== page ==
That’s a lot to keep track of, so we plan to keep this page updated regularly to track progress. While we fully intend to make these changes in Google Search, as with any Google Search feature they will undergo experimentation and user testing and only launch if results are positive for users. It is hard to estimate when these changes will roll out as it depends on future progress of standardization and browser implementations. Achieving consensus between the community and implementers is an important part of the standardization process, which may require changes to this plan.

In summary: We are taking what we learned from AMP, and are working on web standards that will allow instant loading for non-AMP web content. We hope this work will also unlock AMP-like embeddability that powers Google Search features like the Top Stories carousel. Meanwhile, AMP will be Google’s well-lit path to creating great user experiences on the web. It will be just one of many choices, but it will be the one we recommend. We will continue to invest heavily in AMP. A key example of how we continue to innovate on user experience on the web are AMP Stories and we hope to provide insights to future web standards along that way.

I and the rest of the AMP team are incredibly excited about the future of the open web and can’t wait to see what all of y’all will be building! #teamweb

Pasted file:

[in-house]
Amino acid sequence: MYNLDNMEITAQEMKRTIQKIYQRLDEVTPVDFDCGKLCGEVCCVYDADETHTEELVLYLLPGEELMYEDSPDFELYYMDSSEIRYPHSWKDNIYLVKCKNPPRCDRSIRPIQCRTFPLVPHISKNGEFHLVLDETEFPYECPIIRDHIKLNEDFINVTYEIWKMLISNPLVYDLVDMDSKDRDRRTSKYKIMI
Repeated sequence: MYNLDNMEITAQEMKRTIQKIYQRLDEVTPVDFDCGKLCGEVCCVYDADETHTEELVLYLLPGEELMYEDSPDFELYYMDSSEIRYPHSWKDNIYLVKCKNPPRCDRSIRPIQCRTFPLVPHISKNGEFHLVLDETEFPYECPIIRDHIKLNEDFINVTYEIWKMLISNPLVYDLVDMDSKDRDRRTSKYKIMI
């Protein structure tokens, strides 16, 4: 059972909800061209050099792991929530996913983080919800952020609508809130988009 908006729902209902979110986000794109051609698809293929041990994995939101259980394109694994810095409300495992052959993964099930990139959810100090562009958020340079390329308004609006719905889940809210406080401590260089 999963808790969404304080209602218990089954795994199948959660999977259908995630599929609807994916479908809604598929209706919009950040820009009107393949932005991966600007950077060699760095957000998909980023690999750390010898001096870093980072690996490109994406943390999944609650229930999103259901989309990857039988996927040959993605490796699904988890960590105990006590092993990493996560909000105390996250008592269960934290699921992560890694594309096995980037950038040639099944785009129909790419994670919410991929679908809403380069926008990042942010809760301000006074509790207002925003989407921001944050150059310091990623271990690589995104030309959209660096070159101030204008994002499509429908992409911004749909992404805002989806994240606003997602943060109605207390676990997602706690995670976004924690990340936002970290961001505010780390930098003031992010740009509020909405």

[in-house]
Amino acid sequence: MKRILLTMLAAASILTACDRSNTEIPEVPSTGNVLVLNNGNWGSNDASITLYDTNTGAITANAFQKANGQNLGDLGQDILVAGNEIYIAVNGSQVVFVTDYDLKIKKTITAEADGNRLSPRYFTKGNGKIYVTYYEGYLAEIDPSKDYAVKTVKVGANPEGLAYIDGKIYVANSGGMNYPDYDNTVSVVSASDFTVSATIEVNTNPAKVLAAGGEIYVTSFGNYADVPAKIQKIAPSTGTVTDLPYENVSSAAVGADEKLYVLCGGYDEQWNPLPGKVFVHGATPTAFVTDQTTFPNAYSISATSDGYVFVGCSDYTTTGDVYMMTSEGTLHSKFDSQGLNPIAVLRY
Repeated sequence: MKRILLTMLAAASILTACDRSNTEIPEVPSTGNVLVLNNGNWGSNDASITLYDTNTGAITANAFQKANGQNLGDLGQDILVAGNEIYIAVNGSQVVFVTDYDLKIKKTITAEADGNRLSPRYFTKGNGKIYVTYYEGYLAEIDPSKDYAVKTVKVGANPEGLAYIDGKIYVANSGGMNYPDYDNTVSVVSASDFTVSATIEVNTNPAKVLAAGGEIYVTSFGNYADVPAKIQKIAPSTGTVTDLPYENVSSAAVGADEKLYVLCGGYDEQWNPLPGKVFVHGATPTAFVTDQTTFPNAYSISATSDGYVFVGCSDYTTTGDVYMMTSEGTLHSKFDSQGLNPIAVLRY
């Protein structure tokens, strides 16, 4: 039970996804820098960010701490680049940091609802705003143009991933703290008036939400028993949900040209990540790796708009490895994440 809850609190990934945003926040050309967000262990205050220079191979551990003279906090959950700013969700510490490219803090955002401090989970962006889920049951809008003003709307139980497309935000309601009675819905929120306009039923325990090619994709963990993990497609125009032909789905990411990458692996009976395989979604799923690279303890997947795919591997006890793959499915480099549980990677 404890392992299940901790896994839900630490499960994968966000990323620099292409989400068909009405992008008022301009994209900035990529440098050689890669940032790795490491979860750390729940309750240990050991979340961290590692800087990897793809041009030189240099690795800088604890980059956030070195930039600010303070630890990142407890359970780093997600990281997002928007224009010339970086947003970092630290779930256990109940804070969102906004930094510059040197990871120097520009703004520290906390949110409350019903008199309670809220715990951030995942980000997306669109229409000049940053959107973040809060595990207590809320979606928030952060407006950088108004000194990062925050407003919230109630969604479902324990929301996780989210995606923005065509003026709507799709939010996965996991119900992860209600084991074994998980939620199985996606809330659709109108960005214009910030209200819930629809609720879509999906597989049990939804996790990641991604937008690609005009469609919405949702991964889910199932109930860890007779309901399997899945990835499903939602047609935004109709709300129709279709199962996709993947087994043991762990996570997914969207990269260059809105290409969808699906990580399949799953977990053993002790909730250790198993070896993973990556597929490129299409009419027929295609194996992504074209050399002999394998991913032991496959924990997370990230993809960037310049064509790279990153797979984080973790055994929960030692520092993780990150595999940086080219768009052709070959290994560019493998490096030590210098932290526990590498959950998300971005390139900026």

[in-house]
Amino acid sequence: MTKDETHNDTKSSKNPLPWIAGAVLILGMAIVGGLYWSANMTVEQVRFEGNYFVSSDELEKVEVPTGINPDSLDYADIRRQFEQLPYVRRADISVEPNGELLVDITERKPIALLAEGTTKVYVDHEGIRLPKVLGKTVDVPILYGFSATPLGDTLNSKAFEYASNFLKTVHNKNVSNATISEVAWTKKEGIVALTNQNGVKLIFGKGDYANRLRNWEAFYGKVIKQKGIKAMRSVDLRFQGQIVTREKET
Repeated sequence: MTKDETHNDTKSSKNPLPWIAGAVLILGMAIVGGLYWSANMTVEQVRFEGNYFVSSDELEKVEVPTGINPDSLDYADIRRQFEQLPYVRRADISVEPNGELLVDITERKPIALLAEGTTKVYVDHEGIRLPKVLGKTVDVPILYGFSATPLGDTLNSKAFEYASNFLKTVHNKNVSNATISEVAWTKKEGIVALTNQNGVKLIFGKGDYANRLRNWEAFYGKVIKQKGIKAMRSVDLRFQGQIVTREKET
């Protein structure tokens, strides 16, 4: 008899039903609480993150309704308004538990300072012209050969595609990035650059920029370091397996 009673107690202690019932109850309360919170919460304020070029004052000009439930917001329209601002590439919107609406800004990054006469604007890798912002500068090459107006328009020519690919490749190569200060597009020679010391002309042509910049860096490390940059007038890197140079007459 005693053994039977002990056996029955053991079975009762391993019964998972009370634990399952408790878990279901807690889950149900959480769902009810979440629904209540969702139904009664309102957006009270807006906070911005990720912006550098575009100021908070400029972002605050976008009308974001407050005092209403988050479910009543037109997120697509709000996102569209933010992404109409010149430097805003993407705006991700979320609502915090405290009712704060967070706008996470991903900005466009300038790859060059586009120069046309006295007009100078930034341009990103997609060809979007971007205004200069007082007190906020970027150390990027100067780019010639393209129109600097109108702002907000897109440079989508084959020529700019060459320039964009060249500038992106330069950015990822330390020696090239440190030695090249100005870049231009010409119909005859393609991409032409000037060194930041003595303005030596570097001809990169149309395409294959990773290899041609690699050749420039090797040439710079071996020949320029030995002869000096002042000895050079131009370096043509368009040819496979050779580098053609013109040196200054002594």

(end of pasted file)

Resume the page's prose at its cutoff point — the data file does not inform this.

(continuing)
Posted by Malte Ubl, Tech Lead for the AMP Project at Google.

Standardizing lessons learned from AMP

Faster ads with ‘Render on Idle’

We’ve launched a new feature called “Render on Idle” now available for publishers using the DoubleClick AMP ad tag, and any ad network choosing to implement Fast Fetch can also take advantage of it. With Render on Idle, ads load 12 viewports from the user’s scroll position (as opposed to 3) when the browser is idle, no other page content is being retrieved or rendered. This delivers better ad performance by loading ads earlier in the page lifecycle.

In early tests with publishers using DoubleClick AMP ad tags, we’ve seen a 13% increase in impressions per page (giving Fast Fetch an overall +18% increase compared to Delayed Fetch) and 0.5% increase in clicks and viewable queries from this feature.

Render_On_IdleFast Fetch is AMP’s way to make ad requests earlier in the page lifecycle, ensuring a great user experience and better ad performance by reducing the likelihood of encountering an empty ad slot. When Fast Fetch was launched in Aug 2017, we saw some significant increases in impressions and viewability for ad networks that adopted it.

If you’re an ad network:

Consider migrating from Delayed Fetch to Fast Fetch to receive these benefits. See instructions here.

If you’re a publisher:

Most publishers won’t have to do anything and will automatically reap the benefits of using a Fast Fetch-enabled ad tag. However; there are a few exceptions that cause the AMP runtime to automatically fall back to delayed Fetch. The table below lists these exceptions and the mitigations that allow a publisher to take advantage of Fast Fetch. Note that Delayed Fetch will not be supported after 3/29/2018; please see this GitHub issue for more information.

In summary, if you are using remote.html for any reason, switch to using Real-Time Config (Instructions).